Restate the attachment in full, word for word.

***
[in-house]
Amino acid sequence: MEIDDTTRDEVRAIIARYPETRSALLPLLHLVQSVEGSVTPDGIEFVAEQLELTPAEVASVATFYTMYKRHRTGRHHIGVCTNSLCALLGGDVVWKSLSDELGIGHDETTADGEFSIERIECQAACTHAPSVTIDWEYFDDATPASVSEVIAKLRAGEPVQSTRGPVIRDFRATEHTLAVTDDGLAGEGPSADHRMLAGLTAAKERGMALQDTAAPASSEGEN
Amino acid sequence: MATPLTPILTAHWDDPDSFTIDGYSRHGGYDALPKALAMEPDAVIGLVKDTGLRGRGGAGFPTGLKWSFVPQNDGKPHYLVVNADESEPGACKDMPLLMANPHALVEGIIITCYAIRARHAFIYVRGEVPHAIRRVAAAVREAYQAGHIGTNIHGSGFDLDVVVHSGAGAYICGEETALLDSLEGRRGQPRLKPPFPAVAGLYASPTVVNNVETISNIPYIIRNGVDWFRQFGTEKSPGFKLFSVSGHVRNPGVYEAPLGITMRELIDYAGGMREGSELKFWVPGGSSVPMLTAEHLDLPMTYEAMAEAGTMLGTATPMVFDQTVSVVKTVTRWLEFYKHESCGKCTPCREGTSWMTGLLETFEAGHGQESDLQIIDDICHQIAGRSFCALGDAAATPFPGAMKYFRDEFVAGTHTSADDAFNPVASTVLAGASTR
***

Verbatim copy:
[in-house]
Amino acid sequence: MEIDDTTRDEVRAIIARYPETRSALLPLLHLVQSVEGSVTPDGIEFVAEQLELTPAEVASVATFYTMYKRHRTGRHHIGVCTNSLCALLGGDVVWKSLSDELGIGHDETTADGEFSIERIECQAACTHAPSVTIDWEYFDDATPASVSEVIAKLRAGEPVQSTRGPVIRDFRATEHTLAVTDDGLAGEGPSADHRMLAGLTAAKERGMALQDTAAPASSEGEN
Amino acid sequence: MATPLTPILTAHWDDPDSFTIDGYSRHGGYDALPKALAMEPDAVIGLVKDTGLRGRGGAGFPTGLKWSFVPQNDGKPHYLVVNADESEPGACKDMPLLMANPHALVEGIIITCYAIRARHAFIYVRGEVPHAIRRVAAAVREAYQAGHIGTNIHGSGFDLDVVVHSGAGAYICGEETALLDSLEGRRGQPRLKPPFPAVAGLYASPTVVNNVETISNIPYIIRNGVDWFRQFGTEKSPGFKLFSVSGHVRNPGVYEAPLGITMRELIDYAGGMREGSELKFWVPGGSSVPMLTAEHLDLPMTYEAMAEAGTMLGTATPMVFDQTVSVVKTVTRWLEFYKHESCGKCTPCREGTSWMTGLLETFEAGHGQESDLQIIDDICHQIAGRSFCALGDAAATPFPGAMKYFRDEFVAGTHTSADDAFNPVASTVLAGASTR